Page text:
After Trip to Guantanamo Bay, Three Mothers Reflect

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From left Joyce Woods, Phyllis Rodriguez and Loreen Sellitto meeting with reporters in Guantanamo Bay, Cuba in January 2013.

The case against five men accused of plotting the September 11 terror attacks resumes Monday with pre-trial hearings in Guantanamo Bay, Cuba. Each time the court is in session, five victims’ families are chosen by lottery to attend in person. Two weeks ago, Joyce Woods, Phyllis Rodriguez and Loreen Sellitto were selected to make the trip down.

The women didn’t know each other before that week, even though they’re members of a small, painful group. They each lost a son on September 11. Those men, 26-year-old James Woods, 31-year-old Gregory Rodriguez, and 23-year-old Matthew Sellitto, all worked at the investment firm Cantor Fitzgerald, on different floors of the North Tower.

After returning from Guantanamo, the mothers are still processing the experience and shared some of their impressions with WNYC in a three-way call last week.

Woods said even the environment was unexpected.

“Cuba is, to me, a tropical island and yet so much of the beauty is missing because of all of the security, all of the barriers, not being able to go around freely, that was all very new to me,” Woods explained by telephone from her kitchen in Pearl River, N.Y.

Phyllis Rodriguez chimed in from her kitchen on the other side of the Hudson River in White Plains, “I had a similar reaction I found it strange and kind of in a very disturbing way to be in Cuba but to be feeling like I’m on the moon."

Sellitto joined the call from her home in Naples, Florida.

(Photo: Loreen Sellitto holds a picture of 23-year-old son Matthew Sellitto. Brigid Bergin/WNYC)

The women are careful to say that they don’t speak for all victims' families. They’re sharing their own experiences. These are their feelings. And even among these three, the feelings are very different.

Woods and Sellitto support the death penalty in this case, but it’s something that Rodriguez opposes. She has deep concerns about the military commission process itself.

“I’m angry about what I see,” Rodriguez said. “What I observed that to me are just violations of our Constitutional rights especially in capital cases.”

Seeing the men allegedly responsible for the attacks — Khalid Sheikh Mohammed and the four other defendants — didn’t change her position. It was the first opportunity for all three women to see these men in person.

Loreen Sellitto said what shocked her most was just how normal they looked.

“They look like us. They were not combative in the courtroom,” Sellitto described. “That was more unsettling for me than actually seeing them.”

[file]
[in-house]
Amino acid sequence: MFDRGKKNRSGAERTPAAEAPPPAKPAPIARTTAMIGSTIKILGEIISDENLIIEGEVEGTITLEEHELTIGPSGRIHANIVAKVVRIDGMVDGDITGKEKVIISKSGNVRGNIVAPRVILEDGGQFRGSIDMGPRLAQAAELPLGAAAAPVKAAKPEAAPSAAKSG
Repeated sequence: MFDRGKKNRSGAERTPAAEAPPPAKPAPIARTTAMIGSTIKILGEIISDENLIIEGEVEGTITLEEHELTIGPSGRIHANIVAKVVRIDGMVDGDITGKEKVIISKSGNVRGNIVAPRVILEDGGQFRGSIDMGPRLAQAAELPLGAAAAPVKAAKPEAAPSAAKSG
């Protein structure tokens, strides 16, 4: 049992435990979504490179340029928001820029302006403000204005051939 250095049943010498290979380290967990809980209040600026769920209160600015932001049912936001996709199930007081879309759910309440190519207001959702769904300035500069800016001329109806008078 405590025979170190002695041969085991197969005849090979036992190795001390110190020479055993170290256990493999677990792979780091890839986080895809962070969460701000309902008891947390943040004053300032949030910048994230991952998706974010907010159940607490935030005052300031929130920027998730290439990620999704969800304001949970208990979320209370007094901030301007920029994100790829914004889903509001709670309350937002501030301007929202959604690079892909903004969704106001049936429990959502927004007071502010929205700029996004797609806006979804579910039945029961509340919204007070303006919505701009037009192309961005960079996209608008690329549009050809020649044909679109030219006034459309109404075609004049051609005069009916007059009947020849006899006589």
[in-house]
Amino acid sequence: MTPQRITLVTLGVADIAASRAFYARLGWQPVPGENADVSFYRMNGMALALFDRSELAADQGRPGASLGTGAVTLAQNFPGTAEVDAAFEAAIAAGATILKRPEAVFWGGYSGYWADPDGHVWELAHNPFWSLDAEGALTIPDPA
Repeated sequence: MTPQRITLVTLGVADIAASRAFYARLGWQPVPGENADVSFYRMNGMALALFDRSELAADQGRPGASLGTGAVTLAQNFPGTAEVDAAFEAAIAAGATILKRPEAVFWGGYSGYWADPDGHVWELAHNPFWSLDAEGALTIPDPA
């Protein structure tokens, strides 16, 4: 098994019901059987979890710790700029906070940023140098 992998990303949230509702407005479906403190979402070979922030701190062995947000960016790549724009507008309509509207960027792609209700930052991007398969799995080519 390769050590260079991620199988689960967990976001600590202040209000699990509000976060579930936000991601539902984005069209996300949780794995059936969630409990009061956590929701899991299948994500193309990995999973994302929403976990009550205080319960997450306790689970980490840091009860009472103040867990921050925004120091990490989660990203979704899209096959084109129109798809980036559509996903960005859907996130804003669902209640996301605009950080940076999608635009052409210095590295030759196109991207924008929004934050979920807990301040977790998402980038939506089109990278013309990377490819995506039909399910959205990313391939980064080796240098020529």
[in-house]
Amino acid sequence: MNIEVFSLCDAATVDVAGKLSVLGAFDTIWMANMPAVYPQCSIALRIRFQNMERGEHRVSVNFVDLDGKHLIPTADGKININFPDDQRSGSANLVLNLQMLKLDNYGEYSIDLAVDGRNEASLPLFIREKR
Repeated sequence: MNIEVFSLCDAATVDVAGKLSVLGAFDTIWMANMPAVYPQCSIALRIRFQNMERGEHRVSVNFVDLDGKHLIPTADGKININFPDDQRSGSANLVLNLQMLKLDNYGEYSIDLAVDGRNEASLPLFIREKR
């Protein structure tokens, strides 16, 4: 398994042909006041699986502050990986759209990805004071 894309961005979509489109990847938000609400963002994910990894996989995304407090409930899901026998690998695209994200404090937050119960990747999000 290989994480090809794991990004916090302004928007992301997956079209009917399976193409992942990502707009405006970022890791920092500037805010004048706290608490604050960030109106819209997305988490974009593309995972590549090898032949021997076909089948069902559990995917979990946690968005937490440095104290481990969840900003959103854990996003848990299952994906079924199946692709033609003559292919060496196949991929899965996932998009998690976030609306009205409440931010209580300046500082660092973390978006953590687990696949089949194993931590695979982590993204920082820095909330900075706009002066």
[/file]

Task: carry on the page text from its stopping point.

(Photo: Phyllis Rodriguez with her son Greg. Courtesy of Phyllis Rodriguez)

For Woods and Rodriguez, the anticipation was worse then actually seeing the men.

Woods said she didn’t feel too much when she actually saw them.

“You know, they didn’t look like monsters. They didn’t arouse any real emotions for me.”

“I expected to be very upset and I wasn’t,” added Rodriguez. “But we have to remind people that we were far away from them looking at them mainly from behind and behind soundproof glass.” 

The one thing the mothers agreed on is that they would have loved to see them up close, to look into their eyes and get more of an idea of what’s inside of them

The five men are being tried under the latest incarnation of the Military Commissions instituted by Obama administration after the Supreme Court found the old one unconstitutional.

But there are still lots of questions about how this new process works. Critics call it improvised justice and argue it’s not as transparent as it should be.

During the week these mothers were there, it was revealed for the first time to the judge, the defense teams and court observers that a third party outside the courtroom was listening in and could intervene and censor the proceedings.

All three women agree the censorship issue is troubling — but Sellitto and Woods have accepted the process.

“I find it interesting myself that we’re quibbling over something that has been decided and I think that’s counter productive and I think the energy should be made into making these military trials work,” Sellitto said.

“You can’t see me shaking my head yes but I’ve been nodding yes,” Woods said.

This week five more families will go through their own version of this experience.

For those families, Woods had some motherly advice.

“Because we're still so exhausted I’d tell them to rest when they can,” Woods said explaining that the trip was both physically and emotionally exhausting. But her other advice, “Go with an open mind.”

(Photo: Joyce Woods holds a button with the picture of her son James Woods. Brigid Bergin/WNYC)

Rodriguez and Woods plan to be together again Monday watching the court proceedings through a closed circuit feed at Fort Hamilton in Brooklyn. Sellitto will only be able to see the press conferences the Office of Military Commissions posts on its website, since there’s no viewing location in Florida.

Even though they’re back at home now, these women remain connected. Their members of a tragic club they never chose to join. But after going to Cuba to seek justice for their sons — they can help cushion each other’s grief. So they plan to keep in touch.

“Listen, I have three way calling ladies,” Rodriguez offered.

They also believe their sons would be proud of them.